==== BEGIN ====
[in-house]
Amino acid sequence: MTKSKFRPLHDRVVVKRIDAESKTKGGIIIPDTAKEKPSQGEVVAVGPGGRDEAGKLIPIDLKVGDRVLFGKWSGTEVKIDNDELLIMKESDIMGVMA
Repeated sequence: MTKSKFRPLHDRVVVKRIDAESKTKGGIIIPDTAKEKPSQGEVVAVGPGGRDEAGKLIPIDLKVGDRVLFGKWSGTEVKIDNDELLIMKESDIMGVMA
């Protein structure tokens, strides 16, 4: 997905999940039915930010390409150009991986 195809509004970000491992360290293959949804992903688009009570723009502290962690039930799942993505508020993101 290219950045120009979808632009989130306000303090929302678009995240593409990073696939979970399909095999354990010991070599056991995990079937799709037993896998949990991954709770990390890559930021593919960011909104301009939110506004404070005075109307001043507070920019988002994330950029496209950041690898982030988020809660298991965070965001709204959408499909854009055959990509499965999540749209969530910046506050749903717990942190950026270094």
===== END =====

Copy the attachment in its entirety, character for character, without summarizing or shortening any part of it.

[in-house]
Amino acid sequence: MTKSKFRPLHDRVVVKRIDAESKTKGGIIIPDTAKEKPSQGEVVAVGPGGRDEAGKLIPIDLKVGDRVLFGKWSGTEVKIDNDELLIMKESDIMGVMA
Repeated sequence: MTKSKFRPLHDRVVVKRIDAESKTKGGIIIPDTAKEKPSQGEVVAVGPGGRDEAGKLIPIDLKVGDRVLFGKWSGTEVKIDNDELLIMKESDIMGVMA
């Protein structure tokens, strides 16, 4: 997905999940039915930010390409150009991986 195809509004970000491992360290293959949804992903688009009570723009502290962690039930799942993505508020993101 290219950045120009979808632009989130306000303090929302678009995240593409990073696939979970399909095999354990010991070599056991995990079937799709037993896998949990991954709770990390890559930021593919960011909104301009939110506004404070005075109307001043507070920019988002994330950029496209950041690898982030988020809660298991965070965001709204959408499909854009055959990509499965999540749209969530910046506050749903717990942190950026270094």